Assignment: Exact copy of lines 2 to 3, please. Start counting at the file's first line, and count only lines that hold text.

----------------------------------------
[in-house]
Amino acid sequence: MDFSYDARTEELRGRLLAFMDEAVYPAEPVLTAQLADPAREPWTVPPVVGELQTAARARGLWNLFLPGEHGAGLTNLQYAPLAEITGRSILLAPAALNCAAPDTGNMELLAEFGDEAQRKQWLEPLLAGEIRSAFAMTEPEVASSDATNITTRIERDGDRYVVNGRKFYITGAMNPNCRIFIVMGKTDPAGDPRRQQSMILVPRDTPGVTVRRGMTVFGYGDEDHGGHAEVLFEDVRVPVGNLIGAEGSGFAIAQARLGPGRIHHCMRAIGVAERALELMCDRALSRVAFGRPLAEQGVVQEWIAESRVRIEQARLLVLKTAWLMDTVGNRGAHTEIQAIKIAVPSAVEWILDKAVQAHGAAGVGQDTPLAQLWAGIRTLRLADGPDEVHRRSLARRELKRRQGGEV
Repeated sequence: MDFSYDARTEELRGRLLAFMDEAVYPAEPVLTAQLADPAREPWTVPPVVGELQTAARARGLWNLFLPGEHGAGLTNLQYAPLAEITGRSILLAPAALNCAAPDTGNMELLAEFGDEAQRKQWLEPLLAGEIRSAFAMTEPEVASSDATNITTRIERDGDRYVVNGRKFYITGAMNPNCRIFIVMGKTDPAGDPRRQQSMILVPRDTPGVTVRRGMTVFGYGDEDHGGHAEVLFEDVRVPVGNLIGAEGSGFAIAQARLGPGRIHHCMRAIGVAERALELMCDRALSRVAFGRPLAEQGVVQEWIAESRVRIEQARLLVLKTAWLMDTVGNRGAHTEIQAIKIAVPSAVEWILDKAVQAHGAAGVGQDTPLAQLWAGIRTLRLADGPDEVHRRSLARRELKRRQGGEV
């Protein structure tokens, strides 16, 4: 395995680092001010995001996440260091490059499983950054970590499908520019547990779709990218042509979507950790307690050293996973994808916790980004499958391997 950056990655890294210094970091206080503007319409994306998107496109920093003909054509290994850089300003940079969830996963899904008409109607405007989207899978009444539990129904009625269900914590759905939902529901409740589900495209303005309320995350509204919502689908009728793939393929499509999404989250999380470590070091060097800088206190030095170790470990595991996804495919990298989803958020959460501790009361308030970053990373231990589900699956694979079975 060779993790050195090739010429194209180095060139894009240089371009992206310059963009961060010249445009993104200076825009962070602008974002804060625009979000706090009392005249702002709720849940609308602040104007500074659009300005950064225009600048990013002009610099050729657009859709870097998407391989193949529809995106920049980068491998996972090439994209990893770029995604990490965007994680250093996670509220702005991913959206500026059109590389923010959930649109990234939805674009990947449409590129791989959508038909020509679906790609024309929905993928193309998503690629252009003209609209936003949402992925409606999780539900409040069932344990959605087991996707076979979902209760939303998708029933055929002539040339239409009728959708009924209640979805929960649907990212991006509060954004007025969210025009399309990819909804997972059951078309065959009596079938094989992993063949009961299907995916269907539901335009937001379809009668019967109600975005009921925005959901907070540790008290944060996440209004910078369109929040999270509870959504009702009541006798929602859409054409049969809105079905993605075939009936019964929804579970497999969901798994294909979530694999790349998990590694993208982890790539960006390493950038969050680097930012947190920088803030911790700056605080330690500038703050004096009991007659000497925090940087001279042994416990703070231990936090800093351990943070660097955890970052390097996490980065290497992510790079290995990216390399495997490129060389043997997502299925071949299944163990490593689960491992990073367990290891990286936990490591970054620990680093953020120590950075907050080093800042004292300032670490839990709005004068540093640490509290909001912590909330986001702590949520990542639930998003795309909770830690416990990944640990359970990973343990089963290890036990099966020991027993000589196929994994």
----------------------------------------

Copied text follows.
Amino acid sequence: MDFSYDARTEELRGRLLAFMDEAVYPAEPVLTAQLADPAREPWTVPPVVGELQTAARARGLWNLFLPGEHGAGLTNLQYAPLAEITGRSILLAPAALNCAAPDTGNMELLAEFGDEAQRKQWLEPLLAGEIRSAFAMTEPEVASSDATNITTRIERDGDRYVVNGRKFYITGAMNPNCRIFIVMGKTDPAGDPRRQQSMILVPRDTPGVTVRRGMTVFGYGDEDHGGHAEVLFEDVRVPVGNLIGAEGSGFAIAQARLGPGRIHHCMRAIGVAERALELMCDRALSRVAFGRPLAEQGVVQEWIAESRVRIEQARLLVLKTAWLMDTVGNRGAHTEIQAIKIAVPSAVEWILDKAVQAHGAAGVGQDTPLAQLWAGIRTLRLADGPDEVHRRSLARRELKRRQGGEV
Repeated sequence: MDFSYDARTEELRGRLLAFMDEAVYPAEPVLTAQLADPAREPWTVPPVVGELQTAARARGLWNLFLPGEHGAGLTNLQYAPLAEITGRSILLAPAALNCAAPDTGNMELLAEFGDEAQRKQWLEPLLAGEIRSAFAMTEPEVASSDATNITTRIERDGDRYVVNGRKFYITGAMNPNCRIFIVMGKTDPAGDPRRQQSMILVPRDTPGVTVRRGMTVFGYGDEDHGGHAEVLFEDVRVPVGNLIGAEGSGFAIAQARLGPGRIHHCMRAIGVAERALELMCDRALSRVAFGRPLAEQGVVQEWIAESRVRIEQARLLVLKTAWLMDTVGNRGAHTEIQAIKIAVPSAVEWILDKAVQAHGAAGVGQDTPLAQLWAGIRTLRLADGPDEVHRRSLARRELKRRQGGEV